Is cricket sustainable in a changing climate?

The joke is, if you want rain in this wetter-than-usual Caribbean summer, start a game of cricket.

Behind the humor seems to be right 2018 Climate Report Of all the major outdoor sports that rely on a field or pitch, “cricket will be worst affected by climate change.”

By some measures, cricket is the second most popular sport in the world, after football, with 2-3 billion fans. It is most widely accepted in countries such as India, Pakistan, Sri Lanka, Bangladesh, and South Africa and the West Indies, which are also among the most vulnerable to extreme heat, rain, floods, droughts, cyclones, wildfires, and rising ocean levels related to human-caused greenhouse gas emissions.

As heatwaves become hotter, more frequent and more prolonged, cricket in developed countries such as England and Australia has also suffered. Warmer air can hold more moisture, leading to heavier rainstorms. Twenty of the 21 warmest years on record have occurred since 2000.

This year, the sport faces the Indian subcontinent’s hottest spring in more than a century and Britain’s hottest day ever. In June, when the West Indies – a combined team mainly from English-speaking countries in the Caribbean – arrived in Multan, Pakistan for three games, the temperature reached 111 degrees Fahrenheit, even one of the hottest places on earth. One, also above average.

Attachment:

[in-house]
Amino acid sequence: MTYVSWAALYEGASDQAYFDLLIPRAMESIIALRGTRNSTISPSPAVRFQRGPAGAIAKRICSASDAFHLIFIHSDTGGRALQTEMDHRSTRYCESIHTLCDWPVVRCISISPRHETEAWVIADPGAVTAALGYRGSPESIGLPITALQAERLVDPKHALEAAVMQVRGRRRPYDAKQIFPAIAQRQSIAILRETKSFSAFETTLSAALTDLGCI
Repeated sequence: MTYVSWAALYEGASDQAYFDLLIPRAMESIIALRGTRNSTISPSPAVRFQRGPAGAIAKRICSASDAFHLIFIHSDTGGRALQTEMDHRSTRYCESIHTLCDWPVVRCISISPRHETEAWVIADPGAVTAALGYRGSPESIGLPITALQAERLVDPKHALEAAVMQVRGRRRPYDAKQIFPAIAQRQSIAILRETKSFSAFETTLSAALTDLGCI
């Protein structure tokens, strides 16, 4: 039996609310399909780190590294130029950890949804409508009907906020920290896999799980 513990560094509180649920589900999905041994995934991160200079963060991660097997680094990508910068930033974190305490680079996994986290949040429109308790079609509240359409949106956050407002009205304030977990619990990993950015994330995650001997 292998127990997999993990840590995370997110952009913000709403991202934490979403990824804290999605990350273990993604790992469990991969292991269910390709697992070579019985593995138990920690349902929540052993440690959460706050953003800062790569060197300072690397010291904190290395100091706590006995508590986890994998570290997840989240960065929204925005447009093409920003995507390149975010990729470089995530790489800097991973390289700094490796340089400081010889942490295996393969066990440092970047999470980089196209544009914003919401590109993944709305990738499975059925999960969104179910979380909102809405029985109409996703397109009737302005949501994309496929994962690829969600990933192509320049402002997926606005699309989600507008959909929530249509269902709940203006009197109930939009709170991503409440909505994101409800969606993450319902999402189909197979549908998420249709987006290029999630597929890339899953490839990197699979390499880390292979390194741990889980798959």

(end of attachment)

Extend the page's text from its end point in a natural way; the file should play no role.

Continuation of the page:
“Honestly, it feels like you’re turning on an oven,” said Akeal Hosein, 29, of West Indies, who and his teammates wore ice vests at halftime.

The Heat are not the only concern of cricketers. Just like the pitching and batting sport of baseball, cricket is not easy to play in the rain. In July, the West Indies dropped a match in Dominica and shortened the other matches in Guyana and Trinidad because of rain and flooding in the fields.

The eight-game series between the West Indies and India ends Saturday and Sunday in South Florida as the peak of the Gulf and Atlantic hurricane season approaches. In 2017, two Category 5 storms, Irma and Maria, damaged cricket pitches in five Caribbean countries.

Competitions can last up to five days. Even a one-day race can stretch seven hours or more in blistering conditions. While the West Indies-India series kicked off on July 22 at 9.30am in Port of Spain, Trinidad and Tobago, it was sunny after rain, but players were still battered in the low 90s. Had to deal with 8 hours of sun exposure on the Queens Park Oval. Humidity above 60%.

According to the 2019 report on cricket and climate change, a professional hitter can produce the equivalent of running a marathon in one day. While marathon runners help dissipate heat by wearing shorts and vests, in cricket, wearing pads, gloves, and helmets can limit the ability to evaporate sweat in hot, humid conditions, and often without shade.

“Obviously, due to the weather conditions and the arrangement of the game, travel plans were disrupted due to rain, smoke, pollution, dust and heat,” said Darlinganga, a 43-year-old commentator and former West Indies captain. In partnership with the University of the West Indies, the impact of climate change on sport.

“We need to take action to deal with this situation,” Ganga said, “because I think we’ve passed the tipping point in some areas. We still have a chance to pull things back in other areas.”